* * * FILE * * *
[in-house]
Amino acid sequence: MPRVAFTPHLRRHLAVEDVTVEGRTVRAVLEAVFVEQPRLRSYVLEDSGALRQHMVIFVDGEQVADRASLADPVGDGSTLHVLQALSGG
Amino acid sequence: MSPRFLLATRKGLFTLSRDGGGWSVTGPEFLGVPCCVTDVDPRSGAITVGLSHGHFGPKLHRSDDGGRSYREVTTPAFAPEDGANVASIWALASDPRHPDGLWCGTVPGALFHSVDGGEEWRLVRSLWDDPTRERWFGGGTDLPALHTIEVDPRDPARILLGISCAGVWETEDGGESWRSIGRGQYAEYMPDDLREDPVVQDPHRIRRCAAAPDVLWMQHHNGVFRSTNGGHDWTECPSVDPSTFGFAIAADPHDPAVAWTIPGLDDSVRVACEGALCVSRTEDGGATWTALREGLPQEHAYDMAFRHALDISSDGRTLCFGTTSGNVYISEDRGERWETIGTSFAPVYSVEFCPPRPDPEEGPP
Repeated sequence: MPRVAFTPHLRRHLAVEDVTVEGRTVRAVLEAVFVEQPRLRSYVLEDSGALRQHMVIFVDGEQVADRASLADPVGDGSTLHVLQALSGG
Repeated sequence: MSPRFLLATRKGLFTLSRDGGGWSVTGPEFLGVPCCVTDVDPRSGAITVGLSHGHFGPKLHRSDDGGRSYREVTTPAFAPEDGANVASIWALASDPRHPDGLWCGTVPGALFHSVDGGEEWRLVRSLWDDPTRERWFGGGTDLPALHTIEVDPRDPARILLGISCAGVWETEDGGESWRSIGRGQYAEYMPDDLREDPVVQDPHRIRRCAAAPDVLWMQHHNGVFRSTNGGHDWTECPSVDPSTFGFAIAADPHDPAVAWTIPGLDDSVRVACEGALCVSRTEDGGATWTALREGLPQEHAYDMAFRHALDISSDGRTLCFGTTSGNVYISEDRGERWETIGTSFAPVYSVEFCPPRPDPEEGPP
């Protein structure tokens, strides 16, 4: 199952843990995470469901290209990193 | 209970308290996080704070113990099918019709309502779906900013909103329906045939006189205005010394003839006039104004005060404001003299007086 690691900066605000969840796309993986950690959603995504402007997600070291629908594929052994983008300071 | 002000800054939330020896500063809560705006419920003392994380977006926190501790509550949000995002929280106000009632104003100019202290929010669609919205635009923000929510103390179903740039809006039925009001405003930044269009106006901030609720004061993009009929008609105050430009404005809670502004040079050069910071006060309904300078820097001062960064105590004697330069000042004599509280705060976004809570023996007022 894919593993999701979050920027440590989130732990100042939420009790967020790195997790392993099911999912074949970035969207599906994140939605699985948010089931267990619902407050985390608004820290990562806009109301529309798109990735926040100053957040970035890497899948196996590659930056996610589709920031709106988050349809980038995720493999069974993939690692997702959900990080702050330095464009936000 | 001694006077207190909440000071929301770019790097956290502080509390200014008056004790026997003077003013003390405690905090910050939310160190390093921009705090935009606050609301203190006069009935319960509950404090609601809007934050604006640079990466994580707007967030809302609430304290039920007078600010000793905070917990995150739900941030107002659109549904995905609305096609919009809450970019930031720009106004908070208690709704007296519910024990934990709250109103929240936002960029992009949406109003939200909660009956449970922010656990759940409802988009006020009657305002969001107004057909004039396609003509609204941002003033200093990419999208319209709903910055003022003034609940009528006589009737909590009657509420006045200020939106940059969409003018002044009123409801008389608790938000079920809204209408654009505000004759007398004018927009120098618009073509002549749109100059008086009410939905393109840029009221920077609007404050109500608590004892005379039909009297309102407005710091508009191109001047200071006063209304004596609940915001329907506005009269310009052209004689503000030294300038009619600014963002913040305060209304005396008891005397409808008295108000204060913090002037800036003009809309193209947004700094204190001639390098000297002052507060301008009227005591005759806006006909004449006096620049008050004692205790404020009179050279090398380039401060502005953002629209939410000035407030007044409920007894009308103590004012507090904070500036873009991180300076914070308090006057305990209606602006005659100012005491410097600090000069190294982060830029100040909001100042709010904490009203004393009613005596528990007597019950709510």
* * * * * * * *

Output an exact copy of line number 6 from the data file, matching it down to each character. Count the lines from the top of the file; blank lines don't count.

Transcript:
């Protein structure tokens, strides 16, 4: 199952843990995470469901290209990193 | 209970308290996080704070113990099918019709309502779906900013909103329906045939006189205005010394003839006039104004005060404001003299007086 690691900066605000969840796309993986950690959603995504402007997600070291629908594929052994983008300071 | 002000800054939330020896500063809560705006419920003392994380977006926190501790509550949000995002929280106000009632104003100019202290929010669609919205635009923000929510103390179903740039809006039925009001405003930044269009106006901030609720004061993009009929008609105050430009404005809670502004040079050069910071006060309904300078820097001062960064105590004697330069000042004599509280705060976004809570023996007022 894919593993999701979050920027440590989130732990100042939420009790967020790195997790392993099911999912074949970035969207599906994140939605699985948010089931267990619902407050985390608004820290990562806009109301529309798109990735926040100053957040970035890497899948196996590659930056996610589709920031709106988050349809980038995720493999069974993939690692997702959900990080702050330095464009936000 | 001694006077207190909440000071929301770019790097956290502080509390200014008056004790026997003077003013003390405690905090910050939310160190390093921009705090935009606050609301203190006069009935319960509950404090609601809007934050604006640079990466994580707007967030809302609430304290039920007078600010000793905070917990995150739900941030107002659109549904995905609305096609919009809450970019930031720009106004908070208690709704007296519910024990934990709250109103929240936002960029992009949406109003939200909660009956449970922010656990759940409802988009006020009657305002969001107004057909004039396609003509609204941002003033200093990419999208319209709903910055003022003034609940009528006589009737909590009657509420006045200020939106940059969409003018002044009123409801008389608790938000079920809204209408654009505000004759007398004018927009120098618009073509002549749109100059008086009410939905393109840029009221920077609007404050109500608590004892005379039909009297309102407005710091508009191109001047200071006063209304004596609940915001329907506005009269310009052209004689503000030294300038009619600014963002913040305060209304005396008891005397409808008295108000204060913090002037800036003009809309193209947004700094204190001639390098000297002052507060301008009227005591005759806006006909004449006096620049008050004692205790404020009179050279090398380039401060502005953002629209939410000035407030007044409920007894009308103590004012507090904070500036873009991180300076914070308090006057305990209606602006005659100012005491410097600090000069190294982060830029100040909001100042709010904490009203004393009613005596528990007597019950709510």